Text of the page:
In his return to the nation's capital, Gus Frerotte could have guessed what kind of day it would be when Washington Redskins linebacker Greg Jones was allowed to break free for a clean, hard shot on the first play from scrimmage. As Frerotte picked himself off the turf, he looked down and saw the pinkie finger on his left hand was sticking grotesquely out of place.
After a running play, he calmly called a timeout, got the finger shoved back into place and taped up before going about the business of quarterbacking the Detroit Lions in yesterday's NFC first-round playoff game at FedEx Field.
Frerotte, who throws with his right hand, nonetheless never did recover from that opening misplay and neither did the Lions, who were overwhelmed in falling behind by 27 points in the first half on their way to a 27-13 loss in front of 79,411 roaring fans.
That crowd included 45 friends and family members on Frerotte's lengthy ticket list as a return to Washington stirred strange emotions and pleasant memories for the former Redskins quarterback. He laughed off the dozens of signs inviting him to butt his head against the stadium wall--reminding him of his most embarrassing NFL moment, a celebratory head butt that forced him out of a 1997 game against the New York Giants.
Frerotte had more trouble laughing at the fan who tossed a beer in his face as he walked off the field after the game.
But he offered a calm and reasoned postgame analysis of a contest that was decided long before halftime. With the Redskins scoring on their first four possessions and with the Lions unable to muster a running game, Frerotte was forced to throw, throw, throw. That strategy allowed the Redskins to rush, rush, rush, and they harassed him into a miserable day, sacking him five times and intercepting him twice.
"We just can't be one-dimensional," Lions Coach Bobby Ross said, "and that's what we were today. At times, Gus didn't even have a chance to turn around. We took a good old-fashioned beating."
Frerotte's friend and former mentor, Hall of Famer Sonny Jurgensen, agreed with that assessment, saying: "Gus couldn't do it all. It wouldn't have made any difference if Joe Montana had played quarterback for the Lions."
Frerotte had hoped for more as he returned to play against the team with which he spent his first five seasons. He started 44 games for the Redskins in those five seasons, but was released after losing his job last season.
If he'd hoped to write a storybook chapter in his return, he found out otherwise early in the game. The Lions generated only 45 rushing yards the entire game and with the Redskins running up a 17-0 lead by early in the second quarter, Frerotte had a tough day.
"When you have to throw it every down, they're going to come flying at you," he said. "It's like a big buffet for defensive linemen. We couldn't do anything about their pressure. After a while, they could just pin their ears back and come after us like bulls. You've just got to have time to get your feet set. A lot of times I was throwing it blindly. It was bouncing off helmets, getting tipped, you name it."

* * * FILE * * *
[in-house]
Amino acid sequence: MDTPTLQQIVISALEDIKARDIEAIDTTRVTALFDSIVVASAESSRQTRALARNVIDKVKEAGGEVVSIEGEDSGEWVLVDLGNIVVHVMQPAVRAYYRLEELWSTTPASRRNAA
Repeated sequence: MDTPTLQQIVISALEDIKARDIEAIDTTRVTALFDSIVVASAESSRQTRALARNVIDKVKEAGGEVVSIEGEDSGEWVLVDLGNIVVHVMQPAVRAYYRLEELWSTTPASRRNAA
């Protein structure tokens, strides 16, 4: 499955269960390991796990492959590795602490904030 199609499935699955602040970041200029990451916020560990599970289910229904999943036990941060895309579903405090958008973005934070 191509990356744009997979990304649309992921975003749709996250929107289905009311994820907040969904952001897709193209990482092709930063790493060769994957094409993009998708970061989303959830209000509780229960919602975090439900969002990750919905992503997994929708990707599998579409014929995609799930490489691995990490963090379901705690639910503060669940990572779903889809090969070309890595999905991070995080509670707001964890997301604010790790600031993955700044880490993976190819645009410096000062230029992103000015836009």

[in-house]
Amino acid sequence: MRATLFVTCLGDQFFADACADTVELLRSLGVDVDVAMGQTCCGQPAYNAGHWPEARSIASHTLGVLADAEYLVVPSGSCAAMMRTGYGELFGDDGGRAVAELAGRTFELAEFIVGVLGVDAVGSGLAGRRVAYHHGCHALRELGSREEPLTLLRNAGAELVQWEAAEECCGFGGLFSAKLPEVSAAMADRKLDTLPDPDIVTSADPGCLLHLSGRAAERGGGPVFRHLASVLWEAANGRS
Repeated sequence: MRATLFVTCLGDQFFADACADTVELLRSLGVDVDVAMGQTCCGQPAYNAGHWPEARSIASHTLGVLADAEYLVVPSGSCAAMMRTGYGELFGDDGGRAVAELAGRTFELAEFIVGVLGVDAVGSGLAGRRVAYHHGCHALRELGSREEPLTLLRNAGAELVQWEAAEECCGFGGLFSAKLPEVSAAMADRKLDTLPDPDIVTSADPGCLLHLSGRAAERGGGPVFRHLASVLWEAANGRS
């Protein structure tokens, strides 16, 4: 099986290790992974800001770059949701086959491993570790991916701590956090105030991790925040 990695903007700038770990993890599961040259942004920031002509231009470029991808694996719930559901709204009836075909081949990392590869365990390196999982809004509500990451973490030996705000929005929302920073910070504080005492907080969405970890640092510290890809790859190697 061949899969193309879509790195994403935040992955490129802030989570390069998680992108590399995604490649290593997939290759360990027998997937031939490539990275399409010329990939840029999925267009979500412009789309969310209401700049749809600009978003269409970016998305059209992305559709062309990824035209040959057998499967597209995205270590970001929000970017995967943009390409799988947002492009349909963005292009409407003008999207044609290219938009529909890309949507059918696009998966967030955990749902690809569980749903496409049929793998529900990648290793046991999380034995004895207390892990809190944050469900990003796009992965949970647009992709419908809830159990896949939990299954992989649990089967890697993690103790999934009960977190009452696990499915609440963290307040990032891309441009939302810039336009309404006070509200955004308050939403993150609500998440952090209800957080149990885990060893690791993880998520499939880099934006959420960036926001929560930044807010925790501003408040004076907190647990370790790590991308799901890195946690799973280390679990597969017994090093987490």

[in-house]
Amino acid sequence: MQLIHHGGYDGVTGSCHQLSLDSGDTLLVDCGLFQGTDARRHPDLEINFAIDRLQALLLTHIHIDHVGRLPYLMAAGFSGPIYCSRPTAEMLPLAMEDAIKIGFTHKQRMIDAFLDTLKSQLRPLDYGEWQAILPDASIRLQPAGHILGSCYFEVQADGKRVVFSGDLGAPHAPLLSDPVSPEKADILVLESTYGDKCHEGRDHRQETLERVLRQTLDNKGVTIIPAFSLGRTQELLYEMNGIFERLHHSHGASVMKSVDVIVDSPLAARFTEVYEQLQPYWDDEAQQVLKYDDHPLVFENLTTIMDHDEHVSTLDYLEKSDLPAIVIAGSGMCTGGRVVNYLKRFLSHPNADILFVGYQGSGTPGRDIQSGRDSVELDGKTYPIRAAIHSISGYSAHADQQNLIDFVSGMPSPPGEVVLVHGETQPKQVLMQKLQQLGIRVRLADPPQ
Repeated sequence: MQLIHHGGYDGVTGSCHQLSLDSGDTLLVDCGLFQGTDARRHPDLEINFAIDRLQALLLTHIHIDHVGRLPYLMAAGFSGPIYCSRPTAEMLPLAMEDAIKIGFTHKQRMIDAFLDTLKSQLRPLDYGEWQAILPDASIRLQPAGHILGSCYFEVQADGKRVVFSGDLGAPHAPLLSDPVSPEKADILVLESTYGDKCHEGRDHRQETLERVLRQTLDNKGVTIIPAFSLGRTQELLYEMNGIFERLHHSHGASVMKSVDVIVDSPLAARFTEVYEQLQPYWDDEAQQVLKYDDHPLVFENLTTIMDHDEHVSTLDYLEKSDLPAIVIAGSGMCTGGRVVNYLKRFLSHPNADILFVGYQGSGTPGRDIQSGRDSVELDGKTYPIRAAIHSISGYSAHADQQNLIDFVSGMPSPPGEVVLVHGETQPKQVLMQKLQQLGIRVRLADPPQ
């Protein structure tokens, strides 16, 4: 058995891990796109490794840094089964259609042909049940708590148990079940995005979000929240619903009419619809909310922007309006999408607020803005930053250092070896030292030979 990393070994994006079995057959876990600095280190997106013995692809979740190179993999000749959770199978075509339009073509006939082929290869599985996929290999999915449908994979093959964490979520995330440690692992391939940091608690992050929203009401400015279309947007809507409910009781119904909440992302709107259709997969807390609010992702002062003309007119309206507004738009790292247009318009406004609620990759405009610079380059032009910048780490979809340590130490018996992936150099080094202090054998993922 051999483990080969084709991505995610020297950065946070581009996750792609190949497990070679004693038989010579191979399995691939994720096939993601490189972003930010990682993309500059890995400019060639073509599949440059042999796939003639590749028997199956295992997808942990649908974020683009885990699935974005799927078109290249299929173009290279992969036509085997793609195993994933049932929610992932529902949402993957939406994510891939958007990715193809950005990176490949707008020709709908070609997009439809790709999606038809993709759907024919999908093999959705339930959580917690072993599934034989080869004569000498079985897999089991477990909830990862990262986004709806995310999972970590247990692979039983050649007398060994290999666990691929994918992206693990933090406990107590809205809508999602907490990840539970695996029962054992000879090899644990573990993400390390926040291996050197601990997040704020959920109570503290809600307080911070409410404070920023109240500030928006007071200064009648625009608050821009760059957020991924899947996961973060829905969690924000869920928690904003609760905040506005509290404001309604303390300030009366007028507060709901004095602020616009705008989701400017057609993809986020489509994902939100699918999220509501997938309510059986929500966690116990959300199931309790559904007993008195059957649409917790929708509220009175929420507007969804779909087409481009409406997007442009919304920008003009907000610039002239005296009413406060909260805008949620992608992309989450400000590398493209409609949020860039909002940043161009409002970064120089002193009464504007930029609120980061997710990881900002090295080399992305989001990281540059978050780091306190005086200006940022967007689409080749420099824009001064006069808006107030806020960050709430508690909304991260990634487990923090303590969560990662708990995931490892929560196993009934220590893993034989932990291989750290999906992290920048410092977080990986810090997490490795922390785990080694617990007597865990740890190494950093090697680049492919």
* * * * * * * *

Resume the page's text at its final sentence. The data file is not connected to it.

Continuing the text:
His mother and an assortment of other family members had traveled from Pittsburgh for the game. As soon as they stepped into the stadium, they surely saw the dozens of posters featuring bull's-eyes in case Frerotte decided to butt another stadium wall.
"I just laughed," he said. "I couldn't believe so many people wasted their time. It just cracks me up. I mean, do they think those signs are going to make me play bad?"
The Redskins took care of that themselves in a performance that Detroit defensive end Robert Porcher called "extremely embarrassing." But Frerotte went the distance despite a heavy pass rush that got him knocked around from start to finish. He completed 21 of 46 passes for 251 yards and a touchdown.
With yesterday's defeat, Frerotte began an important offseason. He'll exercise an option that will allow him to become a free agent, and with injured Charlie Batch virtually assured of being the Detroit starter next season, Frerotte will be looking for a new opportunity.
"I think I managed to regroup this season," he said. "It was a hard year, but I made a lot of friends in Detroit. I don't know what's going to happen, but I'll weigh all my options and decide what's best for me and the family."
A Cold Den
The Detroit Lions have not fared well when visiting the nation's capital as well as in the postseason. A look inside the numbers:
0-20 in games played in Washington
0-3 in playoff games in Washington
0-6 in previous six playoff games overall, dating from 1991, a 41-10 loss at Washington in the NFC championship game.
1 First down rushing in yesterday's loss to the Redskins, which ties a playoff record shared by many teams.